What is a FHNE?

A femoral head and neck excision is a procedure that is intended to reduce hip pain in cases where other surgery is not appropriate. The procedure is used for some fractures of the femoral head or growth plate, hip luxation (that cannot be reduced),a failed total hip replacement and in the management of avascular necrosis of the femoral head (Legg-Calve-Perthes disease).

FHNE can be performed in all sizes and breed of dog and cat, but animals of smaller weight tend to have better outcomes following this surgery. Good candidates for FHNE include those who’s pain cannot be controlled by pain killers or other non-surgical means. It is usually considered a last resort to manage pain of the hip. Most cats and small dogs do very well with FHNE surgery and will be walking well after a month or two. Larger dogs may be candidates too but have more variable results after this surgery.

What does the surgery involve?

Preoperative radiographs are crucial to plan the surgery, as well as to make the correct diagnosis. The surgery involves using a special type of saw called an oscillating saw to remove the femoral head (the ‘ball’ of the ‘ball and socket’ joint). This reduces the bone-bone contact of the joint and therefore the pain associated with chronic disease or cartilage erosion.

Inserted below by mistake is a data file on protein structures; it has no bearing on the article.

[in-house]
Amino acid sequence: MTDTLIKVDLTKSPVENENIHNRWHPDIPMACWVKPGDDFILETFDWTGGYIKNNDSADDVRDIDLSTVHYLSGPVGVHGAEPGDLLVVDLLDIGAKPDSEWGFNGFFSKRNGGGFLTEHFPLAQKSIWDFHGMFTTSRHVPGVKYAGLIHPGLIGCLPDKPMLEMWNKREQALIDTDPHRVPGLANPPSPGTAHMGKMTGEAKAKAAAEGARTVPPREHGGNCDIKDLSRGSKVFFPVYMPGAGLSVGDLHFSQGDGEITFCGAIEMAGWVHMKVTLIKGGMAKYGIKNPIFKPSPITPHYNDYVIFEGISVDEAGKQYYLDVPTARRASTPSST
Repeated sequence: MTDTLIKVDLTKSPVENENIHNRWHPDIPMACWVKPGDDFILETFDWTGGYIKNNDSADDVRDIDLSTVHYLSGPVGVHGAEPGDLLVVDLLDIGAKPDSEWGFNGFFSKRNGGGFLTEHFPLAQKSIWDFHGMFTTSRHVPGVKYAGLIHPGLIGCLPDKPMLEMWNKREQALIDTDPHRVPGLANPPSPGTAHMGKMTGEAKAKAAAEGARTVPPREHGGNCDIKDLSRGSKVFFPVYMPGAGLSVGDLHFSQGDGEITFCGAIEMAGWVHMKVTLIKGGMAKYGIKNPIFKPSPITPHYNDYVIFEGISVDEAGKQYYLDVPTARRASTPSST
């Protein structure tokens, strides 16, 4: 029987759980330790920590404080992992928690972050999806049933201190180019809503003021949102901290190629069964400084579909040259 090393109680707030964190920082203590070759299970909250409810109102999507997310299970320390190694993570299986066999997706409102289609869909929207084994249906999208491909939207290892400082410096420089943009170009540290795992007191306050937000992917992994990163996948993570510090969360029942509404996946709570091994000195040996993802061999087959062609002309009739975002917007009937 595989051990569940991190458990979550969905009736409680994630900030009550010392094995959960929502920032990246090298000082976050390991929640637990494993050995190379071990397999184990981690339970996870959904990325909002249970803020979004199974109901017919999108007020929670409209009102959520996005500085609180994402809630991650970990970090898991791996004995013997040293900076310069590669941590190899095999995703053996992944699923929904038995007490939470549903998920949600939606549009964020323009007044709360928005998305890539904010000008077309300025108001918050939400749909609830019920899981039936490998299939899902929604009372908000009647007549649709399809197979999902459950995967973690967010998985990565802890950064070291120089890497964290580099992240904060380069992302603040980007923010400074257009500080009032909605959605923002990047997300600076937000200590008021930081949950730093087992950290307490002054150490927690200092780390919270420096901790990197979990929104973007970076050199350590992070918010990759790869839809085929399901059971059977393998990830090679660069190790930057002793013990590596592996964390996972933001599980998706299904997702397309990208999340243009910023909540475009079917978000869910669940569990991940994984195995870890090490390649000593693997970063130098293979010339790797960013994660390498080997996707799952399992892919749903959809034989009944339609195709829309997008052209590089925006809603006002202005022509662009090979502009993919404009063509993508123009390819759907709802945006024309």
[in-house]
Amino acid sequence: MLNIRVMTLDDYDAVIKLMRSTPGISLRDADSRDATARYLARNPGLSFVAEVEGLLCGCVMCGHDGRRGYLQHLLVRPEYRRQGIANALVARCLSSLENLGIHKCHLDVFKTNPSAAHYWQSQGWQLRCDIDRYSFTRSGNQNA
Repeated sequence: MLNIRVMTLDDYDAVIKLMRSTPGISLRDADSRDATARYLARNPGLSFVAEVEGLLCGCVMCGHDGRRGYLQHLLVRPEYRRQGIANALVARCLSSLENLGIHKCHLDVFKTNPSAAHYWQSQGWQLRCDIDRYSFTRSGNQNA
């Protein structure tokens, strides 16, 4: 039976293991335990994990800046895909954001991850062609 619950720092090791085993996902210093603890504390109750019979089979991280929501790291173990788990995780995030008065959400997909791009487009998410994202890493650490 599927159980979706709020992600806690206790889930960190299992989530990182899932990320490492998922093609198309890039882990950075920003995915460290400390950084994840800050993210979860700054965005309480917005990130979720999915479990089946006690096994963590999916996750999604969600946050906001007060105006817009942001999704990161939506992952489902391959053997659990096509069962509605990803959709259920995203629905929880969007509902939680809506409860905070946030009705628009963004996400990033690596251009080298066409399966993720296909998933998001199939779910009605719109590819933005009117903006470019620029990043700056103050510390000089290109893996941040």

Post operative care

It is important that your pet doesn’t lick the surgical site as this can cause infection. You might need to use an Elizabethan or inflatable collar to prevent this. Your pet will be given injectable pain killers around the time of surgery and will be discharged with oral pain killers. You should see your vet at 2-4 days postoperatively, 7-10 days and then at 3 weeks and 6 weeks.

It is common for your pet to be holding the leg off the ground at first, but with time their confidence should increase, and they should be using the leg well by 2 weeks postoperatively. Your pet should be trying to gently touch the toe down by 3-4 days postoperatively. The wound should be kept clean & dry; if it is swollen, hot or red then contact your vet. You can use cold compresses on the wound for the first 5 days.

  • Week 1: Strict rest. Only going to the garden for toileting purposes. No stairs, jumping or running.
  • Week 2: Stick to even flat ground, but you can allow controlled exercise on a short lead for 10 mins 2-3 times daily.
  • Weeks 2-4: Your pet’s confidence should be increasing with only a mild limp at 4 weeks postoperatively – if this is not the case, please contact your vet.
  • You can build up exercise on a short lead up to 20 mins 2-3 times per day.
  • Avoid stairs for the first six weeks.

The prognosis is good to excellent for most cases, and most patients should be able to return to normal activity.